* Dick Barrett writes about his mother’s legacy
I want to share with my friends in the campus community that my five brothers and sisters and I attended my mother’s funeral yesterday morning. She was 96 years old.
Our mother was a teacher for parts of five decades, beginning in the 1930’s and into the 1970’s. We scheduled calling hours the day prior to her funeral Mass primarily so that we as a family could gather from different parts of the country. We were surprised when, beyond family, over 130 people came to pay their respects.
One woman brought a 62-year old library card, her first, and still remembers hearing my mother’s version of that old saw about never being lonely if you have a library card. Another man brought a storybook that his mother had given him in the 1950’s. His mother had been so taken by "the beautiful way Mrs. Barrett had read" the same story to her as first grader that she made a point of reading it to her children.
Anne, a 96 year-old woman who had been my mother’s classmate, came alone to the calling hours so that she could tell the family what a wonderful person our mother had been "even as a young child." When asked how she had arrived at the funeral home, she said that she had driven her car. She told us that she was only supposed to drive five miles but in this case she drove ten miles to say goodbye to her friend.
WOMEN’S LIVES, WOMEN’S LEGACIES: PASSING YOUR BELIEFS AND BLESSING TO FUTURE GENERATIONS, by Rachel Freed, Fairview Press, 2003.
This review was contributed by Judith Helburn, Certified Sage- ing Leader from the Spiritual Eldering Institute.
This book focuses on legacy and the spiritual-ethical will. Freed is familiar with Spiritual Eldering, the work of Zalman Schachter-Shalomi; she follows many of his teachings such as forgiving, facing one’s mortality and, especially, the spiritual-ethical will. Freed gives us suggestions in creating such a will of how to turn our values into blessings. I have, on occasion, tried to write a legacy for my children and I have found that it ends up sounding like instructions or even orders. Here is just one of her examples:
Instruction: Love deeply. Blessing: May you be blessed as I have been with people to love deeply, and may your love be returned in abundance.
One of the last chapters, "Alternative Legacies" suggests planting a tree, making a collage or creating a visual, artistic legacy such as a quilt as alternatives to writing a spiritual-ethical will.
WIDOW TO WIDOW: THOUGHTFUL, PRACTICAL IDEAS FOR REBUILDING YOUR LIFE, by Genevieve Davis Ginsburg. De Capo Press, 2004.
This self-help guide is a treasure of practical and therapeutic advice for women facing what may be the most difficult emotional experience of their lives. A widow and a therapist, the author describes the reconstruction of life after this loss using her own experiences and those of her clients. While clearly the loss is difficult to bear, there are some gains to be made as the process of adjusting to this new status goes on. Most importantly, perhaps, widowhood gives one the opportunity to develop a new identity, unencumbered by the expectations of former roles, such as daughter and wife. Late life singlehood is a time to rediscover or create a new self, one that is independent of former expectations. Old hobbies, interests, and life habits can be retrieved and enjoyed. (Popcorn in Pj’s watching old movies til midnight, according to one friend.) This can be a very liberating, if strange experience. The support of close friends and children helps to make this transition more fruitful. The book emphasizes that there is not one way to grieve and to overcome the separation. Each person, within different cultural and social contexts, with different personal preferences, may face this new role differently. In addition, some days are days for mourning losses, and others are for cleaning out closets.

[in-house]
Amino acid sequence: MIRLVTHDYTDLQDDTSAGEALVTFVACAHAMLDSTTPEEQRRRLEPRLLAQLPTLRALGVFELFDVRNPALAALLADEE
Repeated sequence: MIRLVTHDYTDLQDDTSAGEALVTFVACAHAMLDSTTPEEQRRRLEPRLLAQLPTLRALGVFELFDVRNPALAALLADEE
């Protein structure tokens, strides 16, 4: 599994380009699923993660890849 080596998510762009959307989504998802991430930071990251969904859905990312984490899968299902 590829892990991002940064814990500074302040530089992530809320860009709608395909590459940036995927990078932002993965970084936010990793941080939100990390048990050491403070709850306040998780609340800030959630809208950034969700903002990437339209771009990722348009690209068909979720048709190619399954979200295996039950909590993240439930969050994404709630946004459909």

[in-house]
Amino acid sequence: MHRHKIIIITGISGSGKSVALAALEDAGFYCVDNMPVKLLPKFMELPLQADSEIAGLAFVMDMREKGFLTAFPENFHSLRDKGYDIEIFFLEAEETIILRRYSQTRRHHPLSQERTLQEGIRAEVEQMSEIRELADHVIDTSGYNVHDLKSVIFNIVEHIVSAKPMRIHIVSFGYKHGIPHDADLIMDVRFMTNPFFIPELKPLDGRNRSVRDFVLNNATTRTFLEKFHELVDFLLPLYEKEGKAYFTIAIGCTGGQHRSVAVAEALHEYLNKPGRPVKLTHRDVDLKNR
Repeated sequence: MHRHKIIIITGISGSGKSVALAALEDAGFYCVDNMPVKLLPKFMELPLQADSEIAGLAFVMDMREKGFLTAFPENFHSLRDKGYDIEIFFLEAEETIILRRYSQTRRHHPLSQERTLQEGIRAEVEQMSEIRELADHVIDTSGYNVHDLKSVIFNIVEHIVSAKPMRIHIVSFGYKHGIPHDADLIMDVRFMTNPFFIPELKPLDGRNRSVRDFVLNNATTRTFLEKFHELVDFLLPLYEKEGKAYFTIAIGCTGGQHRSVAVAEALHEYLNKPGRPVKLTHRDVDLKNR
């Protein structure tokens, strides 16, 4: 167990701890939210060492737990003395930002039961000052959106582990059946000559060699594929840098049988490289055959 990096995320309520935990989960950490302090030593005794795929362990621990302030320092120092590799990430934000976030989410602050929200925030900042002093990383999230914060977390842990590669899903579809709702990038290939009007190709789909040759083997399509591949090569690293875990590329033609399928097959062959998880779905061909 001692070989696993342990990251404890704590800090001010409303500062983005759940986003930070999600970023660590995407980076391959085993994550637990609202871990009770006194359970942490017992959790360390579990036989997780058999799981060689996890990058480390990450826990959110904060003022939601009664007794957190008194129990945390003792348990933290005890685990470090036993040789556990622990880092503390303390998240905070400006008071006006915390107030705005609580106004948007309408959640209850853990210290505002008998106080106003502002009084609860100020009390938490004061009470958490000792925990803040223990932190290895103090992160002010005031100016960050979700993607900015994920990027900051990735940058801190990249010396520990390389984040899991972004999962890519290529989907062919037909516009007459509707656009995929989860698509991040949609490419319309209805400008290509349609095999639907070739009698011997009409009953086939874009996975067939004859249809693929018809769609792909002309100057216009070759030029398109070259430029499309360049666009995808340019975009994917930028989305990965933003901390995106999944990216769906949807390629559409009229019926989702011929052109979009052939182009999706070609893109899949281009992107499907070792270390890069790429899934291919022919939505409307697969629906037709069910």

* ITHACA COLLEGE and the ITHACA CENTER FOR CREATIVE AGING will host "Memories and Storytelling: Developing Story Circles with Elders" on October 26, 2005. This workshop will review research from gerontology, psychology, anthropology, and folklore studies. The workshop’s goal is to identify the best program approaches for residential facilities and community organizations. Info: Terry A. Beckley, Outreach Program Coordinator of the Ithaca College Gerontology Institute at 607-274-1967.
* JOYOUS LIVING PLAYSHOPS FOR ADULTS in New York allows older adults the ability to be creative and experience the joy that comes through play. Director Laraine Pearson can tailor Playshops to any group setting (including intergenerational). Information: 718-432-8679.
* INVEST IN AGING, Strengthening Families, Communities and Ourselves, Joint Conference of the National Council on the Aging, and the American Society on Aging March 16-19, 2006 Anaheim, CA.